Rumsfeld rejects setting timeline to leave Iraq
Defense chief tells lawmakers such a move would aid terrorists
Defense Secretary Donald Rumsfeld says setting a deadline to withdraw U.S. troops from Iraq would throw "a lifeline to terrorists."
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WASHINGTON (CNN) -- During a sometimes contentious hearing Thursday before the Senate Armed Services Committee, Defense Secretary Donald Rumsfeld warned that it would be a mistake to set deadlines for pulling U.S.-led coalition forces out of Iraq.
He said that such a timetable would "throw a lifeline to terrorists who in recent months have suffered significant losses and casualties, been denied havens and suffered weakened popular support."
With the deaths of more than 1,700 U.S. troops in Iraq, public support for the war has been falling in recent surveys. A CNN/USA Today/Gallup Poll released Monday found that nearly six in 10 Americans oppose the war in Iraq. (Full story)
A bipartisan group from the House of Representatives has sponsored legislation calling on the Bush administration to announce a plan for a U.S. withdrawal. (Full story)
Rumsfeld told the Senate panel Thursday that the Iraqi government and security forces have made great strides, but he said it was impossible to know when they would reach the goal of a peaceful, prosperous and democratic Iraq.
"Iraq was a violent place before its liberation, and there will undoubtedly be some violence in Iraq after the coalition forces depart. But success in this effort cannot be defined by domestic tranquillity," Rumsfeld said.
"Rather, success will be when there is a free Iraq where Iraqis are the guarantor of their own security with minimal coalition involvement, and that will be a historic accomplishment."
Sen. Edward Kennedy, D-Massachusetts, accused Rumsfeld of "mismanaging the war" and of putting U.S. troops and national security in danger.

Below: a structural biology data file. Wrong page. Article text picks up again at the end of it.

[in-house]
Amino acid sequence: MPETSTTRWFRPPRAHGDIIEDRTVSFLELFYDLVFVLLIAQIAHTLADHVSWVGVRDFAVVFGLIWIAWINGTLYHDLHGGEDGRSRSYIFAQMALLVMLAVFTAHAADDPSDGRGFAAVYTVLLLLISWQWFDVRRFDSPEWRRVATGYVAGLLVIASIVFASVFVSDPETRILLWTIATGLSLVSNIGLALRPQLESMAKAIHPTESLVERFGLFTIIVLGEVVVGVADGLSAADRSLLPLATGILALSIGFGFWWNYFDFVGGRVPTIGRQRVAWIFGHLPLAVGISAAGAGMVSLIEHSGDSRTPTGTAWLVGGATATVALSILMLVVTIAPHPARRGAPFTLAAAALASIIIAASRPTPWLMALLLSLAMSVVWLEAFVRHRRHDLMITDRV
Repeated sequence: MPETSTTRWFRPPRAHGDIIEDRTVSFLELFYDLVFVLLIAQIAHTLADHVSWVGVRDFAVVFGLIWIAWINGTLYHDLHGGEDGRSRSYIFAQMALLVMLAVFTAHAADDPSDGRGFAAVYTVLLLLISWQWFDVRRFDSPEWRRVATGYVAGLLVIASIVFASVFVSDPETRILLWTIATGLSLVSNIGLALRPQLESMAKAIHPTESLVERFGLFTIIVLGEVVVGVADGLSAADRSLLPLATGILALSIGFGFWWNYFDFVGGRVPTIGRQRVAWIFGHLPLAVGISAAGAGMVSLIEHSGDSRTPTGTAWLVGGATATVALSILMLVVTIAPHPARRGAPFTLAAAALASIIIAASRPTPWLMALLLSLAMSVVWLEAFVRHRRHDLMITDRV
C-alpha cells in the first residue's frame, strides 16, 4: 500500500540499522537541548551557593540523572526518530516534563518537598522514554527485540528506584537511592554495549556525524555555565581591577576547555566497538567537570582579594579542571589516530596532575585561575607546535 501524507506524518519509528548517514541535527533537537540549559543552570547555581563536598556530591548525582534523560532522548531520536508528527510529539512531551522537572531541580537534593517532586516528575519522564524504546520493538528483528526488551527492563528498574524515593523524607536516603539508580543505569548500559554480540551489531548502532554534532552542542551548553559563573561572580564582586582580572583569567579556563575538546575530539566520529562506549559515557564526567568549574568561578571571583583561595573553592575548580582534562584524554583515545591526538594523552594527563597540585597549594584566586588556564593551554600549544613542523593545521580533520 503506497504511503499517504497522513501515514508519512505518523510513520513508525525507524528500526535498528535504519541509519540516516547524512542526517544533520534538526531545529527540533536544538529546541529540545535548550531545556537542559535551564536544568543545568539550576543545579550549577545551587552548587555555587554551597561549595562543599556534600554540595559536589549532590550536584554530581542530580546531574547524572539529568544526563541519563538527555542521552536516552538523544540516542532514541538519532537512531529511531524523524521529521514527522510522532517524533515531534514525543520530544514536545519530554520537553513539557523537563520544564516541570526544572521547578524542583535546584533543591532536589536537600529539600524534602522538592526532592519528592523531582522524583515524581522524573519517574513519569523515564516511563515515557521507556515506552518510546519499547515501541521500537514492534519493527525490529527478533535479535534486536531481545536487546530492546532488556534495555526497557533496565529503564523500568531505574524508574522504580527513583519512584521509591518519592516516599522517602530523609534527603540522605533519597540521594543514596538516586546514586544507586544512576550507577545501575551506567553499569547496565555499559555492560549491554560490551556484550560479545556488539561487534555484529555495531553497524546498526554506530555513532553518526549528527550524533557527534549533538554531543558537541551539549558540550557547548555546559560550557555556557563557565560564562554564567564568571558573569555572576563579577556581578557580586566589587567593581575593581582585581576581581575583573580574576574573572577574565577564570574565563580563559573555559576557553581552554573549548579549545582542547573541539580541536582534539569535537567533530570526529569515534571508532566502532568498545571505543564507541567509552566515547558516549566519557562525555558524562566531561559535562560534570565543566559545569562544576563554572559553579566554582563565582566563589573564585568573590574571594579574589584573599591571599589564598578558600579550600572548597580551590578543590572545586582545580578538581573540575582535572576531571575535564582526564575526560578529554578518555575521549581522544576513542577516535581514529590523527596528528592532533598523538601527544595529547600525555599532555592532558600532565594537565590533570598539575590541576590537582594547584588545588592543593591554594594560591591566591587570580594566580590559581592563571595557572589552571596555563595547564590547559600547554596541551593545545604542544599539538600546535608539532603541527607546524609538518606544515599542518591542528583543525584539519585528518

"Our troops deserve better, Mr. Secretary. I think the American people deserve better," Kennedy said. "They deserve competency, and they deserve the facts. In baseball, it's three strikes and you're out. What is it for the secretary of defense?"
Rumsfeld replied that he had offered President Bush his resignation twice and that the president did not accept it.
Sen. Carl Levin, the panel's ranking member, agreed that setting a timetable would be counterproductive and would "give an incentive to insurgents and jihadists to simply outlast us and would also increase the chances of civil war on our departure."
But the Michigan Democrat said that Iraqi leaders must be encouraged to meet deadlines for creating a new constitution. The Iraqis face an August 15 deadline to draft a constitution to be put before voters in October.
Gen. John Abizaid, the top commander in the Persian Gulf region as head of U.S. Central Command, said the insurgency did not appear to have lost strength.
"In terms of comparison from six months ago, in terms of foreign fighters, I believe there are more foreign fighters coming into Iraq than there were six months ago," Abizaid said. "In terms of overall strength of the insurgency, I would say it is the same as it was."
Levin pointed out that Abizaid's testimony did not match Vice President Dick Cheney's recent assessment that the insurgency was in its "last throes." (Full story)
"I don't know if I would make any comment about that other than to say that there is a lot of work against the insurgency," Abizaid said.
He testified that he was encouraged by the progress in Iraq and Afghanistan and said that his troops supported the war.
"When my soldiers say to me and ask me the question whether or not they've got support from the American people or not, that worries me, and they're starting to do that," he said. "When the people we are training, Iraqis and Afghans, ask me whether we have the staying power -- that worries me, too."
Sen. Lindsey Graham, R-South Carolina, expressed concern about falling support for the war in his state.
"People are beginning to question. And I don't think it's a blip on the radar screen. We have a chronic problem on our hands," Graham said.
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